Local experts give insight into startup financing at NCET event

Panelists speak at NCET luncheon 'Introduction to Startup Funding' on Wednesday, March 8 at Atlantis Resort Casino Spa.

Panelists speak at NCET luncheon 'Introduction to Startup Funding' on Wednesday, March 8 at Atlantis Resort Casino Spa.

There are many questions that entrepreneurs have to face when looking to build and fund startups such as when to raise funds, how much to raise and where to find investors.

To address some of these questions, NCET held a panel discussion luncheon titled Introduction to Startup Funding on Wednesday, March 8 at the Atlantis Resort Casino Spa. The event allowed local experts and investors to share insight on funding for scalable startups — in terms of this article, scalability is a company’s ability to maintain or increase its level of performance or efficiency when tested by larger operational demands.

Panelists at the event included Kathie Priebe, an angel investor who is activity involved with Reno Angels, Sierra Angels, Summit VMS and Golden Seeds, Craig Macy, an attorney with Fennemore Craig, Kevin Lyons, co-founder and CEO of Governance Sciences Group and Doug Erwin, vice president for entrepreneurial development of EDAWN, who served as the moderator at the event.

Priebe explained that most entrepreneurs cannot grow their company to a significant size and take a significant role in the market solely with their own revenue stream and investments from friends and family. Additional funds from investors allow entrepreneurs to be able to scale their business.

While gaining investors can help scale a company, there are also disadvantages to angel investors.

“It comes with a price,” Priebe said. Bringing in outside investors often means having to give up some control of the company. “So it is kind of a trade off that might not be for you or it might be.”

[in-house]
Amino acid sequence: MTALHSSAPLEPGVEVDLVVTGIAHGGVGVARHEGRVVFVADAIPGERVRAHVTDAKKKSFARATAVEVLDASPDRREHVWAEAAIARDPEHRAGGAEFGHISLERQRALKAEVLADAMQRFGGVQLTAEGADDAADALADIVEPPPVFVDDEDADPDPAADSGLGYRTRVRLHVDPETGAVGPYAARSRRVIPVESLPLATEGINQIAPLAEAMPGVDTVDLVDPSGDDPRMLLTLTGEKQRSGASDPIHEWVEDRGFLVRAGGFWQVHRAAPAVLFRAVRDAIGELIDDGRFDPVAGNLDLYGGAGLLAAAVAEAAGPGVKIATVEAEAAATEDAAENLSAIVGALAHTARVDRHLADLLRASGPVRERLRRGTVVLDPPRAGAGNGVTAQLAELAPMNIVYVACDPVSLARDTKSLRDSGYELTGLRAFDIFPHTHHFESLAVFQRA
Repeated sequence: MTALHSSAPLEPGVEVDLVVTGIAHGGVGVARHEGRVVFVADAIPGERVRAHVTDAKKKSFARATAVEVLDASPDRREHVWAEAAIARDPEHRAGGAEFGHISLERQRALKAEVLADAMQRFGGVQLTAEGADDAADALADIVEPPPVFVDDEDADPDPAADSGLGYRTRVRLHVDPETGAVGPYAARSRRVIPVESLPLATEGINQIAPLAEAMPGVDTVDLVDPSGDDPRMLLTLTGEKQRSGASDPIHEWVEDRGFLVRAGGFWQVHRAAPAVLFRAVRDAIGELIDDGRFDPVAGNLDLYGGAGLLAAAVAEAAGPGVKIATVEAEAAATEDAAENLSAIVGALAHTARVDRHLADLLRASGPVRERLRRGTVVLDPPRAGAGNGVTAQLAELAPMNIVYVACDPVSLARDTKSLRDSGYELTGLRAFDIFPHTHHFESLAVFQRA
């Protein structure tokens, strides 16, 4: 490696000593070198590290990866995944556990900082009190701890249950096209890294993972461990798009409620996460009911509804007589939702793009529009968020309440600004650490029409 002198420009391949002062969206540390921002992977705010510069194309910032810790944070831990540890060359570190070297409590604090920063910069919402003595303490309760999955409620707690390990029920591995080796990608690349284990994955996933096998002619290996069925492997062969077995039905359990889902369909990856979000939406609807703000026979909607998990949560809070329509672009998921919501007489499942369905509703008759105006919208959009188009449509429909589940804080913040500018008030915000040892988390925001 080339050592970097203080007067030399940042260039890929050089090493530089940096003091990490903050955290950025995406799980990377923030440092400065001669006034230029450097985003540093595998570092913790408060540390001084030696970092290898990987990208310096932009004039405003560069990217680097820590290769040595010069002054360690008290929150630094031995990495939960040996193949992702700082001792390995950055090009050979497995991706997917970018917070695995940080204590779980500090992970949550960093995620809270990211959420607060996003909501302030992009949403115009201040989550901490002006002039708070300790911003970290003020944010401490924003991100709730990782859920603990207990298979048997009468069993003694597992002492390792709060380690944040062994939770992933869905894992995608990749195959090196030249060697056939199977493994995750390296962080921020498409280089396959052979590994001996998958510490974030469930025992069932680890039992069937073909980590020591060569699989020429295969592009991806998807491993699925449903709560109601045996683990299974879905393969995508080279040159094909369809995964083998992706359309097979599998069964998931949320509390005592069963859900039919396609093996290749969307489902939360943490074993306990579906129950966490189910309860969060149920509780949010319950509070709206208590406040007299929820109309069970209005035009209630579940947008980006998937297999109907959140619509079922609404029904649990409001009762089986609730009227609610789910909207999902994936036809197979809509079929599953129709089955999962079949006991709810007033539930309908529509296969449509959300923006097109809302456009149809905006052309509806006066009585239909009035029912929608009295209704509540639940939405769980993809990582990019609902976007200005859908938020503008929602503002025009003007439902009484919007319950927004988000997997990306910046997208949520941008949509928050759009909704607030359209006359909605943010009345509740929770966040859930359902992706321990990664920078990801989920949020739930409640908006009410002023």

The panel also gave some insight into what investors are looking for when they are pitched ideas. It is important to be able to show that there is a demand in the market for the product or service.

“If you think you have a great idea, my first response (as an investor) is going to be how do you know?” Lyons said.

Priebe agreed. She explained that angel investors are using their own money, unlike venture capitalists, therefore they look closely in terms of risks and rewards before making an investment.

“At least 50 percent of any investment has to do with a team,” Priebe said. “ … The other 50 percent, for me, is the market.”

Angel investors know that at least 50 percent of the companies that they invest in will lose money.

“The investor wants to make money so you need to make your company irresistible,” Lyons said.

However, Macy said that investors think about more than just return on investments. They also weigh factors such as tax credits, potential for future acquisitions, a personal belief in the startup they invest in, etc.

Erwin stressed that entrepreneurs need to make sure that their vision for their business also aligns with the people investing in their company. It is also important to look for angel investors who have some knowledge or interest in the market they are in.

“Because you are getting essentially married to the investors, it is really important to understand your motivations,” Erwin said.

It is about more than just money when finding investors. Startup founders need to consider an investor’s expertise, their connections with other people within the industry and how they can help in acquiring additional capital in the future.

When asked the best way to research investors, the panelists agreed that networking is key.

NCET will host a second panel discussion to the Introduction to Startup Funding, and additional networking opportunities, at 11 a.m. Wednesday, May 3 at the Atlantis Casino Resort Spa. For more information, visit www.ncet.org.


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